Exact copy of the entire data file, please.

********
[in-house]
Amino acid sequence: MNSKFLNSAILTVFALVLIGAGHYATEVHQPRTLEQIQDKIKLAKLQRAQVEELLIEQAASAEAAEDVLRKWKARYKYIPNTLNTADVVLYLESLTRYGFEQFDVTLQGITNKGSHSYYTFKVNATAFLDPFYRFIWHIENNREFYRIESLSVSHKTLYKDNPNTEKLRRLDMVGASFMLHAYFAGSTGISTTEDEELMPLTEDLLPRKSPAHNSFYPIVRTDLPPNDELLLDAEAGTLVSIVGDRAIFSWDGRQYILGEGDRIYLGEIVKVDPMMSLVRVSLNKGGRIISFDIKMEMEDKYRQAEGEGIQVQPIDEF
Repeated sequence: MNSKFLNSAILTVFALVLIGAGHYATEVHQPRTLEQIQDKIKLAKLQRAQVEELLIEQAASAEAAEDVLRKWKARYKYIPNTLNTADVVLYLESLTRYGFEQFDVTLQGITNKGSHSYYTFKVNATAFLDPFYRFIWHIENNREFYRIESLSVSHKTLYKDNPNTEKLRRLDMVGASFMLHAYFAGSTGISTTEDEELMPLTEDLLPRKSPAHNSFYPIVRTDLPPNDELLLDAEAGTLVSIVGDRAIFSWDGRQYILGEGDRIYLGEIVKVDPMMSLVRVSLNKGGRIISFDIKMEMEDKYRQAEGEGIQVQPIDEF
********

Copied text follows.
[in-house]
Amino acid sequence: MNSKFLNSAILTVFALVLIGAGHYATEVHQPRTLEQIQDKIKLAKLQRAQVEELLIEQAASAEAAEDVLRKWKARYKYIPNTLNTADVVLYLESLTRYGFEQFDVTLQGITNKGSHSYYTFKVNATAFLDPFYRFIWHIENNREFYRIESLSVSHKTLYKDNPNTEKLRRLDMVGASFMLHAYFAGSTGISTTEDEELMPLTEDLLPRKSPAHNSFYPIVRTDLPPNDELLLDAEAGTLVSIVGDRAIFSWDGRQYILGEGDRIYLGEIVKVDPMMSLVRVSLNKGGRIISFDIKMEMEDKYRQAEGEGIQVQPIDEF
Repeated sequence: MNSKFLNSAILTVFALVLIGAGHYATEVHQPRTLEQIQDKIKLAKLQRAQVEELLIEQAASAEAAEDVLRKWKARYKYIPNTLNTADVVLYLESLTRYGFEQFDVTLQGITNKGSHSYYTFKVNATAFLDPFYRFIWHIENNREFYRIESLSVSHKTLYKDNPNTEKLRRLDMVGASFMLHAYFAGSTGISTTEDEELMPLTEDLLPRKSPAHNSFYPIVRTDLPPNDELLLDAEAGTLVSIVGDRAIFSWDGRQYILGEGDRIYLGEIVKVDPMMSLVRVSLNKGGRIISFDIKMEMEDKYRQAEGEGIQVQPIDEF